Last weekend we had an itty-bitty taste of spring. Temperatures crept into the 60’s and so I decided to hop on the Bonnie and visit a few of the pins on my Google Maps app.
If I don’t look at the Streetview of a pinned item, sometimes I’m not sure what will be waiting for me when I turn up at the coordinates. At some point, I’d saved a cluster of stops in Middletown, New York. Based on my general familiarity with the area and their proximity to each other, I assumed they were ghost signs – and I was right.
This multi-layered ghost was hard to read in person. Sometimes tweaking a photo’s colors can help you read parts of the signs you can’t see with the naked eye. But other times the fade or overlapping is just too vague.
- Synder Fancher & Company | Wholesale Grocers | Importers & Jobbers
- Duluth Imperial Flour | Without a Rival
- Altec | (distributors?)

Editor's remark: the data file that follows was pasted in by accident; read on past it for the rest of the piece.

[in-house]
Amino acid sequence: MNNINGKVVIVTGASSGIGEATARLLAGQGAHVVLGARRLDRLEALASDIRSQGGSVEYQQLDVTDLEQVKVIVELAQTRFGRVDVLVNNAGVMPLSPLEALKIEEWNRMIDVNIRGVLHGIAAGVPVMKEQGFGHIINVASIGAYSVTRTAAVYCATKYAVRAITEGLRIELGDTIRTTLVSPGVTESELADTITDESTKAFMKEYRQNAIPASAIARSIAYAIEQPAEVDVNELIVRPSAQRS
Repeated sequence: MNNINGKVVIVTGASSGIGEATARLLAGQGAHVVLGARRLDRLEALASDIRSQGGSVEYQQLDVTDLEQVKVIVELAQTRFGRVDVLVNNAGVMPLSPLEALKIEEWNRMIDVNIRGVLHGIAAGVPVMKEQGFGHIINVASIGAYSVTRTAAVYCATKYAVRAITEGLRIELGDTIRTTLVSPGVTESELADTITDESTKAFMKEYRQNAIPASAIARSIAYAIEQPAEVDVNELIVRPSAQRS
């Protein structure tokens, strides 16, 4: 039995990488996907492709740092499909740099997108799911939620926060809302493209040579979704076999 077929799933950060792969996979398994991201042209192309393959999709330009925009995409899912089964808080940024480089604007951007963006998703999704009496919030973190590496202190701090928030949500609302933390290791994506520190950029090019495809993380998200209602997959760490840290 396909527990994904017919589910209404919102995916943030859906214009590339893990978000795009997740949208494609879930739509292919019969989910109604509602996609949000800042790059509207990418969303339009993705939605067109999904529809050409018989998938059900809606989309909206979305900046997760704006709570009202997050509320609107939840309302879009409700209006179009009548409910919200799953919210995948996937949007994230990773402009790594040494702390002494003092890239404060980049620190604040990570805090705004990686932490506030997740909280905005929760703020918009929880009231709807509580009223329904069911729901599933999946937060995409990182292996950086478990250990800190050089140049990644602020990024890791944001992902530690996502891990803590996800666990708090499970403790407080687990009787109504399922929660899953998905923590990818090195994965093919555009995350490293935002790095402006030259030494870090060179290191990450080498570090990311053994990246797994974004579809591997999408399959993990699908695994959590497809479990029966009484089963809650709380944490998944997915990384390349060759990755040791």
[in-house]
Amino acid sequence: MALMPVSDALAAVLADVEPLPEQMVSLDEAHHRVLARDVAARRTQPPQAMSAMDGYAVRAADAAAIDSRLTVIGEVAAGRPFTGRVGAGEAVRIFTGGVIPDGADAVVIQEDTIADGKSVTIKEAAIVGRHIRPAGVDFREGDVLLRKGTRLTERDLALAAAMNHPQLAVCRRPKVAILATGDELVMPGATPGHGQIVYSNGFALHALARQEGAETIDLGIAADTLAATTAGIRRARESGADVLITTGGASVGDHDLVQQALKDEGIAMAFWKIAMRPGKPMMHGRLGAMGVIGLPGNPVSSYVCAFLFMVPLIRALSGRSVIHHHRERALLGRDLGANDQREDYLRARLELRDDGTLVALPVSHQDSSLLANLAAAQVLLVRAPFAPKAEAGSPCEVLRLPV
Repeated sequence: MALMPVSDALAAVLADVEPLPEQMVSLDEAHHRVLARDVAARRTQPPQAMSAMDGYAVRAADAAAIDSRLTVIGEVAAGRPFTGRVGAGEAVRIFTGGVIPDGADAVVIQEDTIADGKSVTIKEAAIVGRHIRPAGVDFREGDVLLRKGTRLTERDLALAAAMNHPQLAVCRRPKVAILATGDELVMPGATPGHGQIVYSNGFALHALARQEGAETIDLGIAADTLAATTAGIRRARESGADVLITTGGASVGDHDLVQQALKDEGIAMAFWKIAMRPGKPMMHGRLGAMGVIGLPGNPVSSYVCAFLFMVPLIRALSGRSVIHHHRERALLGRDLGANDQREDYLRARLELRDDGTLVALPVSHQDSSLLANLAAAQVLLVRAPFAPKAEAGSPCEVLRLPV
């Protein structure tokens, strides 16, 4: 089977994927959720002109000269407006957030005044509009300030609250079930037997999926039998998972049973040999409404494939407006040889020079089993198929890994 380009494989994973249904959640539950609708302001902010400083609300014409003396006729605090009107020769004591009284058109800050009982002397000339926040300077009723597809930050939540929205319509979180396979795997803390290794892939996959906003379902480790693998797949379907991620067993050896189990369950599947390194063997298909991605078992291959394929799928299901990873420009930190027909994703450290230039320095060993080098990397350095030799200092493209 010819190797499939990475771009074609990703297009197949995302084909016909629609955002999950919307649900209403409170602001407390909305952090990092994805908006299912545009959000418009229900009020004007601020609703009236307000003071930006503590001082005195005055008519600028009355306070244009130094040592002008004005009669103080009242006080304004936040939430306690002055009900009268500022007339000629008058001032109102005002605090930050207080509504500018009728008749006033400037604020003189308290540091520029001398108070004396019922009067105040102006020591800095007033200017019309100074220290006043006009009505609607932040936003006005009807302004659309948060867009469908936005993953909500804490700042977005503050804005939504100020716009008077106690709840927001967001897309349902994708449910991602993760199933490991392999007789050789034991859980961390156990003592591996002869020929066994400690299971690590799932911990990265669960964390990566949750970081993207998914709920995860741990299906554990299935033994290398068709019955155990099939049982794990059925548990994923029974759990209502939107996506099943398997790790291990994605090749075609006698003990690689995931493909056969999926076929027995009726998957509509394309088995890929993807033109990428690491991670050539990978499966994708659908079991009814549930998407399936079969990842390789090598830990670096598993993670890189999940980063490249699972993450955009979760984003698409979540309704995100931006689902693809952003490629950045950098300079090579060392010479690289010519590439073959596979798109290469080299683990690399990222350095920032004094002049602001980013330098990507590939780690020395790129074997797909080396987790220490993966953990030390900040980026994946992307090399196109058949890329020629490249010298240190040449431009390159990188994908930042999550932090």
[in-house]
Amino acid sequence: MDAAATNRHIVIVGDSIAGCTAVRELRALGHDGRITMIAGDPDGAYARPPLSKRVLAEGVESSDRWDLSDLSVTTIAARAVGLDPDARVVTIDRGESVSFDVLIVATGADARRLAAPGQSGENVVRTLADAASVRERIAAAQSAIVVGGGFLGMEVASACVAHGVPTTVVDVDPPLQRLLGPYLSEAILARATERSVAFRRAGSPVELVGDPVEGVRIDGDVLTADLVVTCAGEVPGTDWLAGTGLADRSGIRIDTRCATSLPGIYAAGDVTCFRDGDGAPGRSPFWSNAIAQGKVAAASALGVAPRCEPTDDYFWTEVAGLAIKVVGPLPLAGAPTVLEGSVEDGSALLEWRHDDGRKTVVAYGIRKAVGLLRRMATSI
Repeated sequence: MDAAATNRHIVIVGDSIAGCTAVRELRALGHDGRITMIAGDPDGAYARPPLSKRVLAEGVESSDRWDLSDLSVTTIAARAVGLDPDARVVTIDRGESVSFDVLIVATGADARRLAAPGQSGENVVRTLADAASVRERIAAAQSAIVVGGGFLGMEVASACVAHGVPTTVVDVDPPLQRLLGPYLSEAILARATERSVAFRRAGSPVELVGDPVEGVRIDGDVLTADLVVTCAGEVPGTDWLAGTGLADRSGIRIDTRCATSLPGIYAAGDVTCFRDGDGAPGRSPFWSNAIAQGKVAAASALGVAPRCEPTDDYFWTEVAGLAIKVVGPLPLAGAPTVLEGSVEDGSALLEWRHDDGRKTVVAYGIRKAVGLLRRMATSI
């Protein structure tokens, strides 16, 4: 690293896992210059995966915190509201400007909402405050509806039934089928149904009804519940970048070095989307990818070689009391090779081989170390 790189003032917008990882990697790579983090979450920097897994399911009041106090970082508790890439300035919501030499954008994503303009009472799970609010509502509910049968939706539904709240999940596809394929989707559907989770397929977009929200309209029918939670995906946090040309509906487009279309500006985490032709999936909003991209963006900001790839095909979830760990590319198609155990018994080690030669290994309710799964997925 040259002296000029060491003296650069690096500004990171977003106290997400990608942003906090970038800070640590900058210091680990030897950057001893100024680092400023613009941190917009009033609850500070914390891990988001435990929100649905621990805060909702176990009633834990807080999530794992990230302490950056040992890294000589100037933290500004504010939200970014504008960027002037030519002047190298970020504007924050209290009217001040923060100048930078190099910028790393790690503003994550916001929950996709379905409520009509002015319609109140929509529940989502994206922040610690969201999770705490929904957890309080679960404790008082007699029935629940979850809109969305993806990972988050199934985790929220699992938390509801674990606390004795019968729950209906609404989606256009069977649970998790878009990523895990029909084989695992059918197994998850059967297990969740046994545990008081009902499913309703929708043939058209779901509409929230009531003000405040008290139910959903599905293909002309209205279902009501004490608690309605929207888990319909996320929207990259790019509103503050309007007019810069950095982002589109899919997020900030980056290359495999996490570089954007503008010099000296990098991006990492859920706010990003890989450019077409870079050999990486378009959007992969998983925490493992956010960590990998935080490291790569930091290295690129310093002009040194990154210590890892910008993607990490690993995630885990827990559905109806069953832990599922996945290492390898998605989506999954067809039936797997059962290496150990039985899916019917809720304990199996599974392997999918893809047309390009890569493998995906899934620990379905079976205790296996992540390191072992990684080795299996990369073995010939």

When I go looking for ghosts, it isn’t uncommon for me to find myself in the parts of town that are economically challenged, their heyday long since passing them by. I’ll wind up in front of silent brick shells where factories once billowed steam, near old railroad stations and tracks, and often in areas that have fallen on hard times.
- Gold Medal Flour | Eventually | Why Not Now | Bakes Best Bread
Riding towards home after snapping a few photos, it occurred to me that invariably when I am in these areas, I will encounter people walking on the street. And these people are more often than not, curious and friendly. They’ll flash a smile, give a hello and offer some chit-chat about my bike.
- Snyder & Fancher | Wholesale Grocers
- Duluth Imperial Flour
As I mulled over my interactions with people on the street I thought about my range of experiences on the different rungs of the economic ladder. Some stranger in an astronaut suit milling around snapping photos of a burned out factory doesn’t seem to raise suspicion in people. Just something to ponder…